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Feeling uncertain about the future of your relationship or marriage can cause incredible pain, guilt, fear, and confusion. Whether you are unclear if you should stay or go or you are told by a spouse that he or she might be leaving, Kentlands Psychotherapy can help through our professional support and discernment counseling. Without professional divorce counseling, couples counseling, or relationship counseling, your thoughts might continue to go in circles with no resolution in sight.
Coping with divorce or separation may require a professional marriage counselor. Unfortunately, friends and family cannot always offer an adequate support system. Often, these individuals are too biased to help, too fatigued by their prior support, lack the necessary time, or no longer want to help any longer after witnessing the months or years of “dysfunction.” When there are children involved in a divorce, there is a whole different set of issues that are exponentially more complex.
Separation and divorce can be challenging for even the best-intentioned parents. Professional guidance on how to break the news to the children, how best to handle difficult situations, or even how and when to introduce a significant other to your children can be very helpful. If you are a couple with children considering separation or if you are already divorced but need help with issues involving your children, call or contact us today.
See the table below for a quick look at who see what populations.
|Individual Adults (~30+)||Elizabeth Carr, Psy.D.|
|Individual Adults (25+) and Couples||Krista Beyer, Psy.D|
|Individual Adults (21+) and Couples||Raffaela Peter, Ph.D.|
|Individual Adults (21+) and Couples||Christy Van Horn, LCPC|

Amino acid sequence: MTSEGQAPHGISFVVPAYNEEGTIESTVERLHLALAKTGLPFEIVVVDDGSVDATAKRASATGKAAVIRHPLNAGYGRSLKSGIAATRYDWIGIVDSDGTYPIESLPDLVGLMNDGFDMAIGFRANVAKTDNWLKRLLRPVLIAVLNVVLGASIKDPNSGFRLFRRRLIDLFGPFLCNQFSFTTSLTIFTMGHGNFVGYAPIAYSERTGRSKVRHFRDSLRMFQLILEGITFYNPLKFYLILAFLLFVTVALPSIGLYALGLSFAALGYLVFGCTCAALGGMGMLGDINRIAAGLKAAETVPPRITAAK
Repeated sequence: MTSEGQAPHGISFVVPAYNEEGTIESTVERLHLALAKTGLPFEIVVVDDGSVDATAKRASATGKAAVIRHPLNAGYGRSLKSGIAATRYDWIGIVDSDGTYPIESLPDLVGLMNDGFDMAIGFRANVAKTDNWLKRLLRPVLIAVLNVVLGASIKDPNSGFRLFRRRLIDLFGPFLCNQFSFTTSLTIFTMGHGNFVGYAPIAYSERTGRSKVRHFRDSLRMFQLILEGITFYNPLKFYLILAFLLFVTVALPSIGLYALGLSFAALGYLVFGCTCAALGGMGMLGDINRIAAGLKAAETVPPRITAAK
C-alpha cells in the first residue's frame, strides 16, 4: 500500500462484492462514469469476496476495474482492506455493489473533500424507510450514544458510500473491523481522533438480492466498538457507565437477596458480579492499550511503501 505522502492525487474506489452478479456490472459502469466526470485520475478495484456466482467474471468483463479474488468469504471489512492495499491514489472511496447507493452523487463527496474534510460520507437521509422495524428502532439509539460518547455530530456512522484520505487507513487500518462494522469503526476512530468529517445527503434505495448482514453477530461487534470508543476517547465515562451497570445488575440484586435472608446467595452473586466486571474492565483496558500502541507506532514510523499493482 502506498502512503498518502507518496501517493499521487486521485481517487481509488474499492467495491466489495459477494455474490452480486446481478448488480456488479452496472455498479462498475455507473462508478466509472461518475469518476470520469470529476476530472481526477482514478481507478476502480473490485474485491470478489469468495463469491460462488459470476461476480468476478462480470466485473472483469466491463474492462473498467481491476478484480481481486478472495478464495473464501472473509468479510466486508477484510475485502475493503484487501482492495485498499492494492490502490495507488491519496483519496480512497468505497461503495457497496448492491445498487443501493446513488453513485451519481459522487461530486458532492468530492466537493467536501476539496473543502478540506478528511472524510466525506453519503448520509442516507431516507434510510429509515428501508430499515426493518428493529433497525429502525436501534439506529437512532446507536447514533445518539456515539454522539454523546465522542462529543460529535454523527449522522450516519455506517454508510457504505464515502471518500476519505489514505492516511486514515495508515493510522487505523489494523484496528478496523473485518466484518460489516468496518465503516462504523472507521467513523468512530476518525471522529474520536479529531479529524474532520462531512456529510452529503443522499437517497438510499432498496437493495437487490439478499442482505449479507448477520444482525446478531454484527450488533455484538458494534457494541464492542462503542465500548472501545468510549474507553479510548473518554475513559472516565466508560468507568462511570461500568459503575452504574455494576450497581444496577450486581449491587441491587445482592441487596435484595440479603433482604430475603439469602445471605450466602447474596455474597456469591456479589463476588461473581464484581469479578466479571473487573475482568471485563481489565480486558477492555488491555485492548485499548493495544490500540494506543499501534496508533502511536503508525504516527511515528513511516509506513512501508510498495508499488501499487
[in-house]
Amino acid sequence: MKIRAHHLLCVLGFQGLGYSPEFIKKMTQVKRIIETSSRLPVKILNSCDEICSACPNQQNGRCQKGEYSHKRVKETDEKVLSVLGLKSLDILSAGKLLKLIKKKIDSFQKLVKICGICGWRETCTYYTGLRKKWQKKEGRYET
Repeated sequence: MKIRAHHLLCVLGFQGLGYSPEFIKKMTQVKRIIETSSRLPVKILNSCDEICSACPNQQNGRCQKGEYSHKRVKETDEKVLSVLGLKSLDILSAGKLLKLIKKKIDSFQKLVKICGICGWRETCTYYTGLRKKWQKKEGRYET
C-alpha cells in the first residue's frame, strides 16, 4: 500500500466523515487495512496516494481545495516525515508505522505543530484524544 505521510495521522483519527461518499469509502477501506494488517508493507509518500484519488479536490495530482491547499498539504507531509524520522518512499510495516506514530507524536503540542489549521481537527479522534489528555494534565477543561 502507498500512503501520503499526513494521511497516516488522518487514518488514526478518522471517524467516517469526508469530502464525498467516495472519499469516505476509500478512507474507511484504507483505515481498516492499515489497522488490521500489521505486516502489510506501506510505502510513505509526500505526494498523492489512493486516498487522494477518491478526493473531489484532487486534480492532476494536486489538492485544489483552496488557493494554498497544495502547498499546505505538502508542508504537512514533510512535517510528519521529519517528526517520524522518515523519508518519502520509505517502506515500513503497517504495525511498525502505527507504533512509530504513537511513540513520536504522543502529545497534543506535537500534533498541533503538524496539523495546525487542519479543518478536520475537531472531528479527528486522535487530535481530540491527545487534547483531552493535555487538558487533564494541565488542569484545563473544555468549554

|Couples and Sex Therapist||Angela Voegele, LCSW-C|
|Divorce Coaching & Parent Coordination||Cherie Morris, JD, CDC|
Often during a painful or difficult marriage, divorce feels like a welcome relief from the day to day crises and stressors. For many people, it is exactly that. Some folks seem to seamlessly move from marriage to friendly collaborators in the raising of their children, graciously sharing the holidays each gets with the kids, how to distribute the limited high school graduation tickets, and even in rare cases, attending each other’s second weddings.
Sadly, these exes are exceptions to the rule. In most cases, post-marital negotiations are difficult and tense, sometimes even contentious, particularly if the betrayal of monetary or sexual infidelity was involved. As not every divorce is amicable, some ex-relations are less than ideal and may benefit from seeing a family therapist. Sometimes all it takes is a professional to help mediate.
Working with a certified Divorce Coach, such as Cherie Morris, CDC or a psychologist, or a marriage, family, or a couples therapist can help you to strategize and cope with the long-term challenges of dealing with a difficult ex. Do you feel it is time that you and your ex began to co-parent in a manner that is conducive decide to helping your children having the happiest childhood possible under the circumstances?
Call Dr. Elizabeth Carr at 240-252-3349 ext. 801 to discuss your situation and which options are best for you.
Read about strategies for dealing with challenging co-parenting arrangements after a contentious divorce in this article by Dr. Elizabeth Carr.
Read about how working with a Certified Divorce Coach could offer you the expertise and support you need right now. Cherie would love to hear from you and discuss what’s going on and how she could help. Call her at 240-252-3349 ext. 812 or email her at CMorris@KentlandsPsychotherapy.com.